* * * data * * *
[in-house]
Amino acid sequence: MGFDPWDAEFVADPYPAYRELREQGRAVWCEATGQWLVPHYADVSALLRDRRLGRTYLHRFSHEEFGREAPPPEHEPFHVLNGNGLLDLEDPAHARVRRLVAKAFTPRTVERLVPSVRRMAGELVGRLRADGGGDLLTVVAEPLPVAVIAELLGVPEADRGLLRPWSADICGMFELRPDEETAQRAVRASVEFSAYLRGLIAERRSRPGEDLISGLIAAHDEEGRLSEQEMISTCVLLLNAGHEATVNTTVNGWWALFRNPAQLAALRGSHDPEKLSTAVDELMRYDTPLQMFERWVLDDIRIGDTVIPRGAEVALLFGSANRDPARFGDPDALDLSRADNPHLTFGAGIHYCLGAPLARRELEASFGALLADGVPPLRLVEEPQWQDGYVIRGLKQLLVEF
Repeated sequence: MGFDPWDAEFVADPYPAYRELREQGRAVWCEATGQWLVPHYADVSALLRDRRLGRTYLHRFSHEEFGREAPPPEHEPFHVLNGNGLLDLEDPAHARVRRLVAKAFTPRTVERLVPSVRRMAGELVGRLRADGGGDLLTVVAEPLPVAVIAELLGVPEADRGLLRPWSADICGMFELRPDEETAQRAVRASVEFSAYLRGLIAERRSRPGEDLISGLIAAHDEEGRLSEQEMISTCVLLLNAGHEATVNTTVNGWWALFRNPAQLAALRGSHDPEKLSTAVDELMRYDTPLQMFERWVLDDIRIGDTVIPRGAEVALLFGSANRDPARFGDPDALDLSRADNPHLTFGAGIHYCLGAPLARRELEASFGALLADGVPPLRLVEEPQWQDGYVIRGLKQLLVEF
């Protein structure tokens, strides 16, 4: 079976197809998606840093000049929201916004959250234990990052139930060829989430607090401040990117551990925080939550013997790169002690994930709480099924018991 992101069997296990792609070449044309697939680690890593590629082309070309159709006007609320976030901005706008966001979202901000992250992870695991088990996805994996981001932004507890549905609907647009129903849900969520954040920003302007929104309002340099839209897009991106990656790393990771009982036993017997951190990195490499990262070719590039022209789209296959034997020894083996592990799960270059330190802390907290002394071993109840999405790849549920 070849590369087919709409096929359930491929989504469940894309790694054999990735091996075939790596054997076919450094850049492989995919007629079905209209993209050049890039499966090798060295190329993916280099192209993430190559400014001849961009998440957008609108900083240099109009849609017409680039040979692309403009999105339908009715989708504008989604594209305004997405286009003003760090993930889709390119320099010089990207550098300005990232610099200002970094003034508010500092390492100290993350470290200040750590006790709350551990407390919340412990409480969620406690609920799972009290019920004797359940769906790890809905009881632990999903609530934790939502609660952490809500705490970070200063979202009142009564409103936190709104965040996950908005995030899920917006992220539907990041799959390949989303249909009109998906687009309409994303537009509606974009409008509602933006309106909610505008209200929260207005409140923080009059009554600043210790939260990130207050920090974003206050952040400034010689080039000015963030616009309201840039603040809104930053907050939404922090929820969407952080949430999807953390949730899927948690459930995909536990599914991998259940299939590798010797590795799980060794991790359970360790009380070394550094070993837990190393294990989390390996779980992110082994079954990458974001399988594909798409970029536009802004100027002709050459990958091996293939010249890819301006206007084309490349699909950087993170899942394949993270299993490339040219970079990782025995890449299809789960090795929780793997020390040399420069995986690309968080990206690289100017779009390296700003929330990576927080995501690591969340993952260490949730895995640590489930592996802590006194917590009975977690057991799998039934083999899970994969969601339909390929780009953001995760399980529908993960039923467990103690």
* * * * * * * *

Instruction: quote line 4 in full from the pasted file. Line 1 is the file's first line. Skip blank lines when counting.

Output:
């Protein structure tokens, strides 16, 4: 079976197809998606840093000049929201916004959250234990990052139930060829989430607090401040990117551990925080939550013997790169002690994930709480099924018991 992101069997296990792609070449044309697939680690890593590629082309070309159709006007609320976030901005706008966001979202901000992250992870695991088990996805994996981001932004507890549905609907647009129903849900969520954040920003302007929104309002340099839209897009991106990656790393990771009982036993017997951190990195490499990262070719590039022209789209296959034997020894083996592990799960270059330190802390907290002394071993109840999405790849549920 070849590369087919709409096929359930491929989504469940894309790694054999990735091996075939790596054997076919450094850049492989995919007629079905209209993209050049890039499966090798060295190329993916280099192209993430190559400014001849961009998440957008609108900083240099109009849609017409680039040979692309403009999105339908009715989708504008989604594209305004997405286009003003760090993930889709390119320099010089990207550098300005990232610099200002970094003034508010500092390492100290993350470290200040750590006790709350551990407390919340412990409480969620406690609920799972009290019920004797359940769906790890809905009881632990999903609530934790939502609660952490809500705490970070200063979202009142009564409103936190709104965040996950908005995030899920917006992220539907990041799959390949989303249909009109998906687009309409994303537009509606974009409008509602933006309106909610505008209200929260207005409140923080009059009554600043210790939260990130207050920090974003206050952040400034010689080039000015963030616009309201840039603040809104930053907050939404922090929820969407952080949430999807953390949730899927948690459930995909536990599914991998259940299939590798010797590795799980060794991790359970360790009380070394550094070993837990190393294990989390390996779980992110082994079954990458974001399988594909798409970029536009802004100027002709050459990958091996293939010249890819301006206007084309490349699909950087993170899942394949993270299993490339040219970079990782025995890449299809789960090795929780793997020390040399420069995986690309968080990206690289100017779009390296700003929330990576927080995501690591969340993952260490949730895995640590489930592996802590006194917590009975977690057991799998039934083999899970994969969601339909390929780009953001995760399980529908993960039923467990103690």